GO therapy has been linked to the development of VOD/SOS, both in patients who also receive a HSCT and those who do not [22]. The pathophysiology of GO-associated VOD/SOS is not fully understood but may result from the delivery of calicheamicin to CD33 + sinusoidal endothelial cells, as such cells are known to express this surface protein [23]. Early clinical trials in patients with AML reported VOD/SOS rates of 3% with ≤ 6 mg/m2 GO as monotherapy or in combination with non-hepatotoxic agents, 28% if GO was administered with thioguanine, and 15% with 9 mg/m2 GO as monotherapy [22]. Furthermore, observational studies reported VOD/SOS rates of 15–40% if an HSCT was performed within 3 months of GO administration [22]. For those who did not proceed to HSCT, a VOD/SOS incidence of 9% was reported, occurring at a median of 10 days following administration of GO [22]. In the ALFA-0701 trial, 4.6% (n = 6/131) of patients in the GO arm and 1.5% (n = 2/137) of patients in the control arm developed VOD/SOS [12]. In a retrospective analysis of the subgroup of patients who received HSCT on study (GO: n = 32; control: n = 53), VOD/SOS after HSCT or during conditioning occurred in 2 patients in the GO arm and 1 patient in the control arm who received GO after HSCT; all but 1 patient in the GO arm recovered. Importantly, an interval of ≥ 3 months was recommended between last GO dose and HSCT as a means to reduce the risk of VOD/SOS. The panel noted, however, that the ALFA-0701 trial used a 2-month threshold instead. The development of VOD/SOS was not associated with a significant difference in overall survival after HSCT between treatment arms [12, 24]. In a phase I/II study, GO (2 mg/m2) as part of a preparative regimen for allogeneic HSCT was considered safe in patients with high-risk CD33 + AML, CML, or myelodysplastic leukemias, with 1 case of VOD/SOS among 52 patients [25].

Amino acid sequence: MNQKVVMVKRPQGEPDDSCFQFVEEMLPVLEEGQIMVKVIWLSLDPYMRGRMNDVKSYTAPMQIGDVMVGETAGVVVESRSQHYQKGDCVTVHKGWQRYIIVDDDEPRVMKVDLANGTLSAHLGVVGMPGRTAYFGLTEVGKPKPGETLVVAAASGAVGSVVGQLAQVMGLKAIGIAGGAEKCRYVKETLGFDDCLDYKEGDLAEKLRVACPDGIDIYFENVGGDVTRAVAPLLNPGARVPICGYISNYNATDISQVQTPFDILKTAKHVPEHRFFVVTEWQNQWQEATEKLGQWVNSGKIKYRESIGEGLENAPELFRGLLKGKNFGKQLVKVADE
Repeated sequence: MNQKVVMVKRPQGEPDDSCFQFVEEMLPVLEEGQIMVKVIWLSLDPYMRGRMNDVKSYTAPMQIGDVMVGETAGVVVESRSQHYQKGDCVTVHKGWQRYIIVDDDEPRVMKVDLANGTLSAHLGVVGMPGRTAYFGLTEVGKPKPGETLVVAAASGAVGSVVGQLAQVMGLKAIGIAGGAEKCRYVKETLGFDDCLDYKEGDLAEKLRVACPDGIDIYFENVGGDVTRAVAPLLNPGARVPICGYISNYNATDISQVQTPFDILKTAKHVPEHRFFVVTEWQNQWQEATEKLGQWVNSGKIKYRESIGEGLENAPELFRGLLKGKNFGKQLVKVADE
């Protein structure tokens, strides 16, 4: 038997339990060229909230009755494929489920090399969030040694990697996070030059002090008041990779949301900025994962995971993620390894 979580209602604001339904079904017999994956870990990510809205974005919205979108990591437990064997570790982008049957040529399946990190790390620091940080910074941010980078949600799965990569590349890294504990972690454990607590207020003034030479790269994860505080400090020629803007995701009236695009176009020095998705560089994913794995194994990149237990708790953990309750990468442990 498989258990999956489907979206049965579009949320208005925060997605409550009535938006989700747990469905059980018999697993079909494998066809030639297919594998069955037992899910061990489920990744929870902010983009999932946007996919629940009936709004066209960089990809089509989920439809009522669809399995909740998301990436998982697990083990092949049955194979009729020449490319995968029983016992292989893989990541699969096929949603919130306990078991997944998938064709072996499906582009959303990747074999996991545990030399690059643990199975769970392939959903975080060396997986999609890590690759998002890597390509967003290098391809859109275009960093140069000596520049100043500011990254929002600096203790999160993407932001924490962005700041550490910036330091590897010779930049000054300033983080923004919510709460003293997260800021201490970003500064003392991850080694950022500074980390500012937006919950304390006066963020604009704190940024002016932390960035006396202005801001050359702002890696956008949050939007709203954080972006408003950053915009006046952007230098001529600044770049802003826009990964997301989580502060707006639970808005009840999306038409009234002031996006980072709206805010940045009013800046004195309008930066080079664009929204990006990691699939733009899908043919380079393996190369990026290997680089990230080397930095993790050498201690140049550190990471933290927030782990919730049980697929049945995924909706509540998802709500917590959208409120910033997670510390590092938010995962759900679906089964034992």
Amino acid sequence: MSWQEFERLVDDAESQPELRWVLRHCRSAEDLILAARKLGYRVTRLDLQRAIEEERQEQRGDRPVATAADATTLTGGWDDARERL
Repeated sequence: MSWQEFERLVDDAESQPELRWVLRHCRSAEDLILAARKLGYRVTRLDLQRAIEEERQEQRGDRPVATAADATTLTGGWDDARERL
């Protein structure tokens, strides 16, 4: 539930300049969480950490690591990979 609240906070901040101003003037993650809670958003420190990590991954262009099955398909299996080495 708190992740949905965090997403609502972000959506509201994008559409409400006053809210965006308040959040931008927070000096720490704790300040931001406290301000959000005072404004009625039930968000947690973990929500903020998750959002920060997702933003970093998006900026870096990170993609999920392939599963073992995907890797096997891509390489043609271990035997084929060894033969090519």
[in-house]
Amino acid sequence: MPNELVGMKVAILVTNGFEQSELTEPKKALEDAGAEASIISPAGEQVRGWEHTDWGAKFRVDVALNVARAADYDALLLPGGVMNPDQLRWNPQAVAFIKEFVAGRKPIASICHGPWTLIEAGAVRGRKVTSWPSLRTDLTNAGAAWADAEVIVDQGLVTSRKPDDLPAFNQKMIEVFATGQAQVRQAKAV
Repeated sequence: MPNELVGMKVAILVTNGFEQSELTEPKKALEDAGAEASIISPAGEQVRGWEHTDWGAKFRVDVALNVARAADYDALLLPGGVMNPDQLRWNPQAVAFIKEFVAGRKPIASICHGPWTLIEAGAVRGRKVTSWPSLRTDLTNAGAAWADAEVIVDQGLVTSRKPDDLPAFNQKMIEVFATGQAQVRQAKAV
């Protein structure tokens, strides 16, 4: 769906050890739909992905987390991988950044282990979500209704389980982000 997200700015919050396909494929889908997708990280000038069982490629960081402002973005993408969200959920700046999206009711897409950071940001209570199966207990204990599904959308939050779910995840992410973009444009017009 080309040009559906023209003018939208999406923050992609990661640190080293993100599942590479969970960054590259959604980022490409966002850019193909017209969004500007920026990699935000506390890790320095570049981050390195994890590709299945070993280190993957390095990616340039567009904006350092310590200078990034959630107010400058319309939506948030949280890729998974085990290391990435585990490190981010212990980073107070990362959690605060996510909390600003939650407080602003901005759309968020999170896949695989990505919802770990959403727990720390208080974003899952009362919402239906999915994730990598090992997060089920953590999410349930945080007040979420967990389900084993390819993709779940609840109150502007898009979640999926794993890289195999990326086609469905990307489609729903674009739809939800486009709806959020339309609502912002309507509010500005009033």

In an expanded access protocol study, which allowed compassionate use of GO in patients with R/R AML or acute promyelocytic leukemia, 322 patients with R/R AML were treated with single-agent GO ≥ 9 mg/m2 or GO in combination with anthracyclines and/or nucleoside analog-containing regimens, or hypomethylating agents. Hepatotoxicity was reported in 5 patients: VOD and drug-induced liver injury (n = 1 each; 0.7%) in patients treated with monotherapy for AML; and VOD (n = 3; 1.6%; 1 fatal event) in patients treated with combination therapy [26]. In a separate retrospective registry analysis of adults with AML who underwent first myeloablative allogeneic HSCT between 2008 and 2011, 137 patients treated with GO and 548 matched controls with no GO exposure were assessed for VOD. The overall incidence of VOD was low in both cohorts (4% each), with a similar survival probability at 1 year (GO: 53%; control: 57%). Severe VOD was observed in 3% and 1% of patients in the GO and no GO cohorts, respectively [27].